Technology is rapidly transforming the accounting industry. The best way accounting firms can retain their clients is by building and solidifying trusted relationships with them.
A Mindset Shift is Needed
Unfortunately, the ability to build and solidify strong professional relationships is a skill many young accountants are acutely lacking.
Accountants often say that they became accountants so they would not have to talk to people. They fail to realize they only get to do the accounting work if they have clients. Accounting is a professional service, and being able to bring in and maintain business is the determining factor in any professional services firm’s viability.
Not understanding this dynamic is significantly problematic in both the short and long term for accounting firms.
The Problem in the Short-Term
Few new accountants are proactively seeking opportunities to get client exposure. In preparing 2020 taxes, less than half of surveyed staff accountants reported getting direct exposure to clients through email or phone.
They’re missing out on powerful learning experiences to watch senior accountants build rapport, respond to client questions, and take a consultative approach to add value. By not interacting with clients, interpersonal skill development is delayed for staff accountants. It also puts far more pressure on the leadership team to be the client-facing person on their team since clients don’t have a relationship with the junior accountants doing most of their actual work.
The Long-Term Impacts
In the long term, accountants who rise within their firms are not prepared to take on the responsibilities of being in a client-facing role. They may be intimidated to have a simple conversation with a client and fear being asked a question they don’t know the answer to.
In fact, in a recent survey of staff accountants, 40% of respondents said their biggest fear of interacting with clients is getting asked a question they don’t know the answer to.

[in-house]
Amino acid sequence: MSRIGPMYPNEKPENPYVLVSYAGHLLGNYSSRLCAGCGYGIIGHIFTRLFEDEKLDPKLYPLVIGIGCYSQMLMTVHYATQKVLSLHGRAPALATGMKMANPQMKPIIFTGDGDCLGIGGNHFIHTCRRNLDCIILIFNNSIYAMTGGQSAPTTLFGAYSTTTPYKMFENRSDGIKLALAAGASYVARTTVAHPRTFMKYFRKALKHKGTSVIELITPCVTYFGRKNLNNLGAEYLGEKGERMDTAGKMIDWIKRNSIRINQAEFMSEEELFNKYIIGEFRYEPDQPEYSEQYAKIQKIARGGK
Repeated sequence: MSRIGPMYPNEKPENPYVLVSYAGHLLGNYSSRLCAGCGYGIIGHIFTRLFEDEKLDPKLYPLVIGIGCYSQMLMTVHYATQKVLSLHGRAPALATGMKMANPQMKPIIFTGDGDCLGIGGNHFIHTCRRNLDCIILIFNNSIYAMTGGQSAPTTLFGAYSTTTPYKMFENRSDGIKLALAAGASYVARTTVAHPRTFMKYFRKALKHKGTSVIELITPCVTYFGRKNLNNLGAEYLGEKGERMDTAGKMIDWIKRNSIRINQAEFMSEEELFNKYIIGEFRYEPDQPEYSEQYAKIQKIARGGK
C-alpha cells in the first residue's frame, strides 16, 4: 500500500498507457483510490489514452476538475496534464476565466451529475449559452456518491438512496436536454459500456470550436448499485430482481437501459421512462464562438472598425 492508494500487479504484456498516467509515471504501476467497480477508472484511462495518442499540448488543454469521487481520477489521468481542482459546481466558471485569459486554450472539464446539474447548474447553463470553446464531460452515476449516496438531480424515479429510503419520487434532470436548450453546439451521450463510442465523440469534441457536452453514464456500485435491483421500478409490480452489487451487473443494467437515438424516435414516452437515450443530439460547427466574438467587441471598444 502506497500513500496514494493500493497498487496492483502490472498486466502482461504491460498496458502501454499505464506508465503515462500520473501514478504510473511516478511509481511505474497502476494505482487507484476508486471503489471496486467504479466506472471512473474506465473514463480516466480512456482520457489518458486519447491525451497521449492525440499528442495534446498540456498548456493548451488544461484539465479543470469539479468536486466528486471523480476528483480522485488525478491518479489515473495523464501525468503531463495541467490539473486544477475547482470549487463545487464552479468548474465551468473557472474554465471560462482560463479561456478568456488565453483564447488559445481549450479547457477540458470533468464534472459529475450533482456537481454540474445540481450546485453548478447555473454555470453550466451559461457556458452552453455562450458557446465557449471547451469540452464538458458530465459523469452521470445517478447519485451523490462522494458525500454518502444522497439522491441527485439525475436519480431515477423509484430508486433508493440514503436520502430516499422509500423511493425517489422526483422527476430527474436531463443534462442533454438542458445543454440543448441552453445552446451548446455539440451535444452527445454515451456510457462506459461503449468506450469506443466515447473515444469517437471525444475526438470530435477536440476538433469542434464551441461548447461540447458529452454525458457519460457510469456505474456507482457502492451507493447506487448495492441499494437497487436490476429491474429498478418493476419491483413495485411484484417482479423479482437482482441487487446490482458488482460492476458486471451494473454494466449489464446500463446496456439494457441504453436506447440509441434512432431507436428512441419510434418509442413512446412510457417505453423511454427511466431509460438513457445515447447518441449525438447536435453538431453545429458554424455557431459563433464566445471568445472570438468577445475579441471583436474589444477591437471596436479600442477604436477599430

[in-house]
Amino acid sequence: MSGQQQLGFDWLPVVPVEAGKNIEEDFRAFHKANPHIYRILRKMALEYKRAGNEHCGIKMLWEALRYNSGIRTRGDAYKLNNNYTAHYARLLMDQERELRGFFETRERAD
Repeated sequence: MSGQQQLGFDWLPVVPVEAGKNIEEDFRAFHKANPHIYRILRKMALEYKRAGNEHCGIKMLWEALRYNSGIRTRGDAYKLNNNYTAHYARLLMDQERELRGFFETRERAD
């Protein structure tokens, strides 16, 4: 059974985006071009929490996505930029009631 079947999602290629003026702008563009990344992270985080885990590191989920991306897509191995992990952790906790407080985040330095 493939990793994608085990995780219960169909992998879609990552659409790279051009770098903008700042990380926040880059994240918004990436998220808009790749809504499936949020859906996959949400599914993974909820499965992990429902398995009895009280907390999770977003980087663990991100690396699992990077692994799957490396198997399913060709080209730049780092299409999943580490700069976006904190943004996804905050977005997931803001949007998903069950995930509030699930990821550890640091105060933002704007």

In addition to being unprepared for the change in responsibility that comes with rising into a management role, accountants have not built a strong network over time. Networking requires regular communication for mutual benefit over time—it can’t be rushed. By waiting to establish diverse professional relationships, accountants are not positioned to be rainmakers as they become managers and partners.
The firm’s long-term viability requires a consistent pipeline of new business opportunities built on a foundation of long-term trusted relationships.
How to Fix the Interpersonal Skills Gap
There are several ways accounting firms can set their early career talent up for short-term and long-term success and build a talent pipeline of future leaders.
Tip #1: Create Client Exposure Opportunities
Encourage your leadership team to include staff accountants on client calls and meetings. The staff accountant doesn’t need to participate—they’ll learn through osmosis as they stay on mute. Even a simple step of CCing a junior accountant on client emails allows for understanding client communication and gently introduces the client to the broader team.
Action Item: Set a specific goal for each junior accountant to get a certain amount of client exposure each month. Ideally, they’ll join the client meetings of different firm leaders to see the many approaches people take with their clients.
Tip #2: Provide Interpersonal Skill Training
Developing strong people skills takes intentional practice. By investing in ongoing professional development experiences, your team will become more comfortable navigating delicate client dynamics. The essential skills to focus on are:
- Relationship building
- Establishing thought leadership through LinkedIn
- Difficult conversations
- Email communication
- Phone communication
- Emotional intelligence
Action Item: Create a comprehensive, ongoing professional development curriculum that instills the core interpersonal skills through reinforcement, accountability, and practice.
Tip #3: Encourage Active Networking
Regularly inform your accountants of opportunities for them to represent the firm and meet prospective clients or referral sources. Consider providing an annual stipend for conferences, events, or business meals to encourage them to make time for this.
Action Item: Send a weekly or monthly email with networking opportunities. Build external relationship-building metrics into the performance review process to emphasize its importance.
Firms cannot afford not to invest in the people skills of their young professionals. Their reputation, client pipeline, and referral network are at stake. Strong relationships determine which accounting firms rise to the top as more of their work becomes automated.